At the end of the day, most talent prospects who interview at a company have a tremendous amount of information available about it, even if the company isn’t a household name like Google or Apple or Nike. They are going to go to Glassdoor, the Vault, etc. to get a sense of what the company espouses. They’ll see what’s on a website, and note if a company practices what it preaches. In other words, a company has a “brand image” in the mind of prospective employees—it is already out there. It’s time for companies to consciously work to craft that image and make sure it matches or reflects the reputation it wants to have in the marketplace.
In some cases, crafting the right culture on the “inside” emanates outward to draw new talent. Burton, the snowboard maker, has built its brand around encouraging consumers and employees alike to enjoy winter fun. The company provides complimentary ski passes on “snow days”—encouraging employees to get outside and live the brand. Airbnb, which was named Glassdoor’s Best Place to Work in 2016, espouses a corporate purpose rooted in the universal human truth of belonging. The company cultivates a sense of belonging, celebrating human connection and using technology to bring people together rather than reinforce distance. Given their purpose, it is fitting that the company awards its employees an annual stipend of $2,000 to travel and stay in an Airbnb listing anywhere in the world—to travel, to discover, to connect.
Companies that are living the brand inside and outside of their corporate walls attract individuals that are seeking more than just a job role or title but want to be part of a culture that inspires, motivates, and rings true to the brand promise and corporate mission.
Rework the Contract
As important as it is to get top talent in the door, of course, it’s also crucial to keep that talent in place; the retention piece becomes critical. But too many companies devolve into a very basic contract with their employees: We pay you; you show up. The terms of the contract need to be updated today to reflect what each party is looking for, because I think what each party is seeking has shifted.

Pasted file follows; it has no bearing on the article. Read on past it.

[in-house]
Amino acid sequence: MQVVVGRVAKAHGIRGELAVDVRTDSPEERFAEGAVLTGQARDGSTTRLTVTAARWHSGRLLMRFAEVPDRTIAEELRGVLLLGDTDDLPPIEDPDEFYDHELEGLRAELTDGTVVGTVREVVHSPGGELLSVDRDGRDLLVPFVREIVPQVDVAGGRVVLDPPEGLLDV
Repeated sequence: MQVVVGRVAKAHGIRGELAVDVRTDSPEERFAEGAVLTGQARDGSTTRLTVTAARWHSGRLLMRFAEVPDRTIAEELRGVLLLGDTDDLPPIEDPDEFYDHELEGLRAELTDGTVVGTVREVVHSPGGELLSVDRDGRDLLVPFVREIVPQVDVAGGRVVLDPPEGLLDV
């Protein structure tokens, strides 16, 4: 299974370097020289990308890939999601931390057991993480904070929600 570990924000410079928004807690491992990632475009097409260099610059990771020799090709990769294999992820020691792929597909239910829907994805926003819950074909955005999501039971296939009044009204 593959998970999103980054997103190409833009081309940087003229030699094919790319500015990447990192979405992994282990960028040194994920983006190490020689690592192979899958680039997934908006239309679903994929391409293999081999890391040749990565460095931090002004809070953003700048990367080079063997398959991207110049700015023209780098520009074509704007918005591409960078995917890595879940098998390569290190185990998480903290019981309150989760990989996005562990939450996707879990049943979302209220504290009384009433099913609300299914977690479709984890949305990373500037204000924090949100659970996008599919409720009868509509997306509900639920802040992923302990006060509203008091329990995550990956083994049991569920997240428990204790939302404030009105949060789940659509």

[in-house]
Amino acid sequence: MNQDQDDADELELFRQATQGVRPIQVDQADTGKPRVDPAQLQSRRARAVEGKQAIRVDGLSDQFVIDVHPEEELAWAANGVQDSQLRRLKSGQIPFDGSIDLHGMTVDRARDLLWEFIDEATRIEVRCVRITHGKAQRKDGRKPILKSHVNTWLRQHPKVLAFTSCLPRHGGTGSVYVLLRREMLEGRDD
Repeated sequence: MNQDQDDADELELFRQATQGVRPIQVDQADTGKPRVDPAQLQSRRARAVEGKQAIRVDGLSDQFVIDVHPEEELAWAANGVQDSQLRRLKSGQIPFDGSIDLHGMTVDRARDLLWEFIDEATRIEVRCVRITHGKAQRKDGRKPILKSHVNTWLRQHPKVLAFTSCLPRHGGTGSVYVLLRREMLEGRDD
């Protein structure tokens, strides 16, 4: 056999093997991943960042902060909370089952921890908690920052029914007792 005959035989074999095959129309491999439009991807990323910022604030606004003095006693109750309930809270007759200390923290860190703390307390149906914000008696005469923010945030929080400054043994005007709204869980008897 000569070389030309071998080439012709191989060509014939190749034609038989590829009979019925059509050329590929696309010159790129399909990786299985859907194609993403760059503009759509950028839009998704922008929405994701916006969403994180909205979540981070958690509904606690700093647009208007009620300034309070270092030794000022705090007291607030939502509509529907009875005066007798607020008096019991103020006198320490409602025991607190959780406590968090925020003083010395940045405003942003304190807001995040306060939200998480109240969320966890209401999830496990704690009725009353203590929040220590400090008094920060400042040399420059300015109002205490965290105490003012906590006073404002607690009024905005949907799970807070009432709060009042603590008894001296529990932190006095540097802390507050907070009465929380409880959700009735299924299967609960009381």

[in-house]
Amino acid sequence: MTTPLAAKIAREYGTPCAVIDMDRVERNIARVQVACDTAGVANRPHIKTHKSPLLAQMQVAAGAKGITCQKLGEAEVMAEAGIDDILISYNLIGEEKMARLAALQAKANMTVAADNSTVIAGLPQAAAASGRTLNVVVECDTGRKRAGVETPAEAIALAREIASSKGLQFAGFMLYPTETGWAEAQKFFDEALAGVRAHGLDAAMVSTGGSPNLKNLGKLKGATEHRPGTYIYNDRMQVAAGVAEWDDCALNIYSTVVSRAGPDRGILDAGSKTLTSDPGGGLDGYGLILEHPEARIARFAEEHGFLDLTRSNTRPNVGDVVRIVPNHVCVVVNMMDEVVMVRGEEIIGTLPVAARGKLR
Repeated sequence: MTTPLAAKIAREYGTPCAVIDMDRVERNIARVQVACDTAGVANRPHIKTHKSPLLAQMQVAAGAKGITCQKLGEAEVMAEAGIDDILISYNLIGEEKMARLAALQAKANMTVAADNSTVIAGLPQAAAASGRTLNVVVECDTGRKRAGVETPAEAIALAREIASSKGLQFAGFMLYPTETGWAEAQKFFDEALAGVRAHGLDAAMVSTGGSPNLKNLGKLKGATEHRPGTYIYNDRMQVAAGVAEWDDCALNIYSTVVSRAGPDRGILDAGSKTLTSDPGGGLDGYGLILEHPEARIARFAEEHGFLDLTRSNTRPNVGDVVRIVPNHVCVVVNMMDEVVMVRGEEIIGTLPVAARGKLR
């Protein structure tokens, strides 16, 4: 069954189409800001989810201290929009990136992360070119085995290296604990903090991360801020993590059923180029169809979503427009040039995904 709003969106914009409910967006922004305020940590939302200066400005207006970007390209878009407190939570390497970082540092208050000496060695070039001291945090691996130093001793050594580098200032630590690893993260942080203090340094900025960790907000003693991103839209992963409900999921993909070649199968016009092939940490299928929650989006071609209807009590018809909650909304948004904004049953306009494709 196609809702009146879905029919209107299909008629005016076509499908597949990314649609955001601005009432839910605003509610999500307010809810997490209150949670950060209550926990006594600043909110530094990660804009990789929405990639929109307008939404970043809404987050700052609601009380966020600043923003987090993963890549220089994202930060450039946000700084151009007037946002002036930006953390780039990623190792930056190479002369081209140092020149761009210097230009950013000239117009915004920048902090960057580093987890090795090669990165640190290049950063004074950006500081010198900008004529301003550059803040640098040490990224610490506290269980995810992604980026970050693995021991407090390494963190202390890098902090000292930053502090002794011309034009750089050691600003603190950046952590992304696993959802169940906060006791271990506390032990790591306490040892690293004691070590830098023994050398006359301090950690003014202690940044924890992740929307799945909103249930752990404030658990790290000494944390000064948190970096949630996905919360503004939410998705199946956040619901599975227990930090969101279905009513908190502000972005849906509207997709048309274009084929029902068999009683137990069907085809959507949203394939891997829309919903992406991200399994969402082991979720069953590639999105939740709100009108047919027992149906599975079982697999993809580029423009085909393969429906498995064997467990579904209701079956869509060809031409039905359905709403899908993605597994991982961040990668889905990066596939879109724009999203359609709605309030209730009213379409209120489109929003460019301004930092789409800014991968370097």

There needs to be a new emphasis on defining the brand in terms that are meaningful to an employee, and also new thinking about what sort of culture nourishes and motivates that individual. That may sound like something from an HR handbook, but at the end of the day companies need to understand the importance of making employees as passionate about the brand as its most devoted consumers or clients are. For a company’s sake, as much as for the individuals themselves, a company should not just be the place they work, it should be the place where they thrive, feel connected and are inspired.
And thinking beyond the paycheck and bonus is critical. While tech companies are well known for their employee perks, many companies outside of the tech sphere have gotten the memo too. For example, SC Johnson offers concierge service to help employees take care of chores; World Wildlife Fund offers “Panda Fridays” every other Friday, where employees have the day off so they can spend time with families and pursue personal passions; Deloitte offers three- to six-month “sabbaticals” to employees at 40% of their salary to pursue career development or volunteer work; and Mars allows pets in the office for employees in their pet divisions. Understanding what matters to an employee beyond remuneration allows for more meaningful engagement.
Sometimes it is as easy as providing a clear way to understand what the brand stands for—not by issuing a 100-page manual of corporate speak, but a simple code that employees can buy into and decide that this is a team they want to be a part of (or not). Starbucks’ Green Apron Book remakes the employee manual into a simple and inviting booklet for partners—their word for employees. Because at the heart of Starbucks’ success is the recognition that “creating the experience that keeps people coming back relies on the magical combination of three things: our products, our places, and our people.” The Green Apron Book helps partners appreciate the “The Five Ways of Being.” They are: be welcoming, be genuine, be knowledgeable, be considerate, and be involved—and these principles govern the store experience but extend into a partner’s community life. For example, partners are encouraged to be involved in the store, the company, and the community at large.
Even in the high-turnover world of coffeehouses and fast food, Starbucks has found a way to drive meaningful engagement with their employees who in turn share this with customers. And for reasons beyond just the coffee, customers keep coming back. When employees feel touched in both heart and mind by what the brand is about, they will readily share that brand magic with customers. And for any brand, that is a winning formula.
Written by: Enshalla Anderson